Russia’s invasion of Ukraine was initially met with a coordinated Western response of severe economic sanctions — an impressive display of unity despite prior disagreement among Western states on issues ranging from AUKUS to the Afghanistan withdrawal to the shape of Europe’s security order. However, with time differences began to emerge among EU member states on the question of a Russian energy embargo and the export of military equipment to Ukraine. Emmanuel Macron’s proposal for a more inclusive “European Political Community”, incorporating countries that are not ready for EU membership, has also faced criticism in some corners of Europe.
In the wake of the EU Council’s decision on according candidate status to Ukraine, how long is Western unity expected to last? If Washington’s (already limited) coalition begins to break down and Russia continues to make military gains, will the US resort to economic and diplomatic coercion if necessary in order to save face? Moreover, do Canadians, Americans, Europeans and Ukrainians possess identical interests in the emerging great power rivalry? What wider geopolitical consequences of a disunited West potentially lie ahead?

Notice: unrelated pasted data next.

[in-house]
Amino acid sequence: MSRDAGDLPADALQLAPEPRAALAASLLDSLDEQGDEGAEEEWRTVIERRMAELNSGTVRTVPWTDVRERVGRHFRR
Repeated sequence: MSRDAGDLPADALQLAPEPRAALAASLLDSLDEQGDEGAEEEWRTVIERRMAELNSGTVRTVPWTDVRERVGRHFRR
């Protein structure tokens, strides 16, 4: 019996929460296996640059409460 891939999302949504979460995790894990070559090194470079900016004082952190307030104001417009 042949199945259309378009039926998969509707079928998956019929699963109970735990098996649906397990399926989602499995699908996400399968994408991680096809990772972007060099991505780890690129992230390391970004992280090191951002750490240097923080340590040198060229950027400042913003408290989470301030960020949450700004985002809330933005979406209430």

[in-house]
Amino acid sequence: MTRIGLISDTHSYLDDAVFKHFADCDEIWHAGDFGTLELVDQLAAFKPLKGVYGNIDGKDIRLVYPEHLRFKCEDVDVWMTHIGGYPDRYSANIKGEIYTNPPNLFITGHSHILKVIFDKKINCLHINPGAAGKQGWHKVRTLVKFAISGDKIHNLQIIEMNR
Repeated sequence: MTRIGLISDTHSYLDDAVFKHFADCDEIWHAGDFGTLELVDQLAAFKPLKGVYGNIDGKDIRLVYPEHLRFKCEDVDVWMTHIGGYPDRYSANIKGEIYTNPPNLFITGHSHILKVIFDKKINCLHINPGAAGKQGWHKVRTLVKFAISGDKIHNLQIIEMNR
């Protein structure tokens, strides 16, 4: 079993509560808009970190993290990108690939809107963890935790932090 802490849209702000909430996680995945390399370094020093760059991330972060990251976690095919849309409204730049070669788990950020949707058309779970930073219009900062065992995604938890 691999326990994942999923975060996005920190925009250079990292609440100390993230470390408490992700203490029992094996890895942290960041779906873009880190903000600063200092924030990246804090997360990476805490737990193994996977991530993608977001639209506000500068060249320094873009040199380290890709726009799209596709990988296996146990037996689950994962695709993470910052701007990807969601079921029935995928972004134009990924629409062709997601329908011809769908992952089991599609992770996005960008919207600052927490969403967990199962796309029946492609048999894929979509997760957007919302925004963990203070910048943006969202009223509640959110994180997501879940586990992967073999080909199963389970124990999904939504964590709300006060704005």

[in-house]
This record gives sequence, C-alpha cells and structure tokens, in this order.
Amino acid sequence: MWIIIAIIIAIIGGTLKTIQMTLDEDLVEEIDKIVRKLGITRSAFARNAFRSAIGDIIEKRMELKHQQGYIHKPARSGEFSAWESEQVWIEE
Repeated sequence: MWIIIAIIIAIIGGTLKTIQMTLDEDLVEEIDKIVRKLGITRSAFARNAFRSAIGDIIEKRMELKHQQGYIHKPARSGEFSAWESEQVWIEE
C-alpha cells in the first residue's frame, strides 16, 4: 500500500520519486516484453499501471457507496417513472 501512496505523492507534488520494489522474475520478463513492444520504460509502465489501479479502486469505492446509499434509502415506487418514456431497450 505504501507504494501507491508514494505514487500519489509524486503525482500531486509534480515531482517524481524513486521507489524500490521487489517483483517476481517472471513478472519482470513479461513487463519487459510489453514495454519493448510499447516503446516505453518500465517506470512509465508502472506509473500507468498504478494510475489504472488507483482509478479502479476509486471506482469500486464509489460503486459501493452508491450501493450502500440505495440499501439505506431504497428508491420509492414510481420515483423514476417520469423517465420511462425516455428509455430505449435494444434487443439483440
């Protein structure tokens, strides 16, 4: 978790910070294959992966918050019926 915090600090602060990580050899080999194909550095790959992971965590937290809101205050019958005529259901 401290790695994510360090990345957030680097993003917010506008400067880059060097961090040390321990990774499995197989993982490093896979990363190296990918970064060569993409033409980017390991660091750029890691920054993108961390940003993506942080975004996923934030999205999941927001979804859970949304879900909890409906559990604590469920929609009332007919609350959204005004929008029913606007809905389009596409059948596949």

– Tara Varma: Senior Policy Fellow & Head of Paris Office, European Council on Foreign Relations
– Michael J. Mazarr: Senior Political Scientist, RAND Corporation
– Michael Kimmage: Professor of History, Catholic University of America; Visiting Fellow, German Marshall Fund
– Roland Paris: Professor & Director, Graduate School of Public & International Affairs, University of Ottawa
– Zachary Paikin: Research Fellow, Institute for Peace & Diplomacy; Researcher, Centre for European Policy Studies